Film

For Your Consideration (2006)

Jesse Hassenger

Despite its comparatively strong plot and sharp satire, For Your Consideration seems less substantial than Guest's other films.


For Your Consideration

Director: Christopher Guest
Cast: Catherine O'Hara, Eugene Levy, Harry Shearer, Fred Willard, Jane Lynch, Christopher Guest, John Michael Higgins, Parker Posey, Jennifer Coolidge
MPAA rating: PG-13
Studio: Warner Independent
First date: 2006
US Release Date: 2006-11-17 (Limited release)
Website
Trailer

Christopher Guest's mocumentaries are famous for examining peculiar subcultures. But even as I enjoyed Waiting for Guffman (1996), Best in Show (2000), and A Mighty Wind (2003), I was nagged by doubt, not at the quality of the humor, but the strength of the supposed satire. None of his films since 1984's This is Spinal Tap (cowritten by and costarring Guest, but not directed by him) achieves that film's precise targeting. Was the folk music world, for example, really asking for it in 2003, 30 or 40 years after its peak in popularity?

The new Guest project, For Your Consideration takes on Hollywood, specifically the idea of "Oscar buzz." The film's title comes from Oscar ads placed by studios to trumpet the availability of actors or films for nominations. No one involved with making film-within-the-film Home for Purim, a misbegotten indie about a Southern-Jewish homecoming, seems to harbor Oscar hopes. At least not until an internet posting touts never-was actress Marilyn Hack (Catherine O'Hara) as a possible nominee. Following this advocacy, which is anonymous and, from what we see of Purim, hilariously unfounded, entertainment media come calling. Soon, frequent commercial actor Victor Allan Miller (Harry Shearer) and upstart Callie Webb (Parker Posey) are eyed for potential nominations, too.

The idea of small-timers with delusions of grandeur is not new for Guest and company, but For Your Consideration creates a world for its characters that is less insular than in his earlier films. They are not strung along only by their own sad whims, but also by outside forces like the internet, infotainment programs, and studio heads. A particularly broad and deserving target is provided by the movie's Entertainment Tonight knockoff, hosted by Chuck Porter (Fred Willard) and Cindy Martin (Jane Lynch). Willard reprises his enthusiastic fool routine from the previous films, but it's especially suited to entertainment news, where enthusiastic foolishness is part of the job description. Lynch's vapid posing -- she plays the co-anchor as a stance in search of a personality -- is even funnier.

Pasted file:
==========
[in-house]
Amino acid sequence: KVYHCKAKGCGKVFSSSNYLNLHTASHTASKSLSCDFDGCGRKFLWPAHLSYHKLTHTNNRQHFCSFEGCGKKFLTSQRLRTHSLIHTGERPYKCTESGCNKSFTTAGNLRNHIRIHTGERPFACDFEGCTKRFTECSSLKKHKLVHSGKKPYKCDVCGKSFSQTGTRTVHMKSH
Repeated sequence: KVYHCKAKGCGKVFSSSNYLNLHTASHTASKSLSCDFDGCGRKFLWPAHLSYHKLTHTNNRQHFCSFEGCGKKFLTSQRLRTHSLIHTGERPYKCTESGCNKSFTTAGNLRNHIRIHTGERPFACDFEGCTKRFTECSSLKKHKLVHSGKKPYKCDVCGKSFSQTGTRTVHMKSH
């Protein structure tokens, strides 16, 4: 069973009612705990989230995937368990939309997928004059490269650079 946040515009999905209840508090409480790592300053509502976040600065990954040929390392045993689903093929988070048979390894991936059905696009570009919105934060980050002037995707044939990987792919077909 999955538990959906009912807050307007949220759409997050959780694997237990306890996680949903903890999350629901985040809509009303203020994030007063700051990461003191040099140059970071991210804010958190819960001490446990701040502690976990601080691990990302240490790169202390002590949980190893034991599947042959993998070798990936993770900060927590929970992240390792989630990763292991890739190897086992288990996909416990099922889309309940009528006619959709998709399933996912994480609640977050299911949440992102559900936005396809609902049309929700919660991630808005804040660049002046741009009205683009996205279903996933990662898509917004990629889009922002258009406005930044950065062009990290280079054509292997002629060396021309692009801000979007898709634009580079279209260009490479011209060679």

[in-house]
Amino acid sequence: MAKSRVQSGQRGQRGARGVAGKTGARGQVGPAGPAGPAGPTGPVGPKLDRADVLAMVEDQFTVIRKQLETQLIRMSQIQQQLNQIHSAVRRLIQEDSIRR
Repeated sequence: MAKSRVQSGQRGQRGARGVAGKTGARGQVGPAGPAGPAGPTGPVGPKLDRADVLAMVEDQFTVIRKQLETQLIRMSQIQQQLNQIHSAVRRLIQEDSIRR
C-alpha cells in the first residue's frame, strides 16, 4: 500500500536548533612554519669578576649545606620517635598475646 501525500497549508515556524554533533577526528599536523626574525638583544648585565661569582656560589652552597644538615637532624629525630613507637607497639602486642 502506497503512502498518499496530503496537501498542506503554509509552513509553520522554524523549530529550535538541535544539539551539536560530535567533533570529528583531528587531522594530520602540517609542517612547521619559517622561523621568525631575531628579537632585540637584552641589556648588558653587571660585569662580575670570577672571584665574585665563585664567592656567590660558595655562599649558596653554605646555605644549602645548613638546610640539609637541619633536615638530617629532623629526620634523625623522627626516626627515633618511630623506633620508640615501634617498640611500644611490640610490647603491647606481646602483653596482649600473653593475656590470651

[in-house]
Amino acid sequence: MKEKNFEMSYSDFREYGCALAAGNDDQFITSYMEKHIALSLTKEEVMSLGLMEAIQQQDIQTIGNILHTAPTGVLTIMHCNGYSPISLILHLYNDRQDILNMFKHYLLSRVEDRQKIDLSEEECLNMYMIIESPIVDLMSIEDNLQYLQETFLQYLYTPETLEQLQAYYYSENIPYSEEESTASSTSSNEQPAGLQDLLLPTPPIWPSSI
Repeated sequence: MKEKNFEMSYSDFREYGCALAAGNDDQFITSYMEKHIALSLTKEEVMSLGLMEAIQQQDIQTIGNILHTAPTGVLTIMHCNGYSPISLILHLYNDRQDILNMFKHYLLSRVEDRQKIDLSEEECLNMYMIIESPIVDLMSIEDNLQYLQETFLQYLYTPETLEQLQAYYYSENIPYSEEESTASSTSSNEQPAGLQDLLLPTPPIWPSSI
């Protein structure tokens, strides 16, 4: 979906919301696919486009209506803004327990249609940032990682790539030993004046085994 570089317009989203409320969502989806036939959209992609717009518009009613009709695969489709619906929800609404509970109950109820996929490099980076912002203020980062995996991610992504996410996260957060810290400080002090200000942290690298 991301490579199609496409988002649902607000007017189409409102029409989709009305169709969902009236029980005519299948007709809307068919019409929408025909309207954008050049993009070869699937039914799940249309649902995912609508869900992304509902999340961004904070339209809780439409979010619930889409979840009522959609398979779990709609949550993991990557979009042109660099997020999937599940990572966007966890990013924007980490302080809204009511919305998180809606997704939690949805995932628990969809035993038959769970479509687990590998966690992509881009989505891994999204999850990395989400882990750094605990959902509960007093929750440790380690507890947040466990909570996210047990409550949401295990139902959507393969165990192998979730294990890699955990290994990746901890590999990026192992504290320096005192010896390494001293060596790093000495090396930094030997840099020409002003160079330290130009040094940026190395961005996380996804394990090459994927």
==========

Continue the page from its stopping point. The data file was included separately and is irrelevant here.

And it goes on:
Not everyone shines, though. Guest's ensemble is filled to bursting. All of the regulars return, relegating additional players (like Ricky Gervais and John Krasinski) to a handful of scenes. With that sprawling cast and a trim running time, the film leaves veterans like Michael McKean and cowriter Eugene Levy with short shrift. Worse, some of their jokes are downright standard. Levy's small-time agent who neglects his has-been client is merely a stereotype, stating his devotion to a client right before ignoring him to take another call. Surely the gifted Levy could have improvised something fresher.

It's possible that such shortcomings represent a cast-wide adjustment to a new format. Though it maintains the creative process of previous Guest films, For Your Consideration drops the documentary conceit, proceeding instead as a straight narrative. This decision doesn't pay off as richly as we might hope.

Despite its comparatively strong plot and sharp satire, For Your Consideration seems less substantial than Guest's other directorial efforts. Like them, For Your Consideration has memorable moments: Hack's change from neurotic, aging actress into a type who is far sadder and creepier (and more botoxed, natch) borders on terrifying. But such insights into the effects of hype and the town's incessant "business" don't build to anything. If some of Guest's previous targets felt too tiny to bother hitting, this film does offer a worthy one. But this time, it's the picture that got small.

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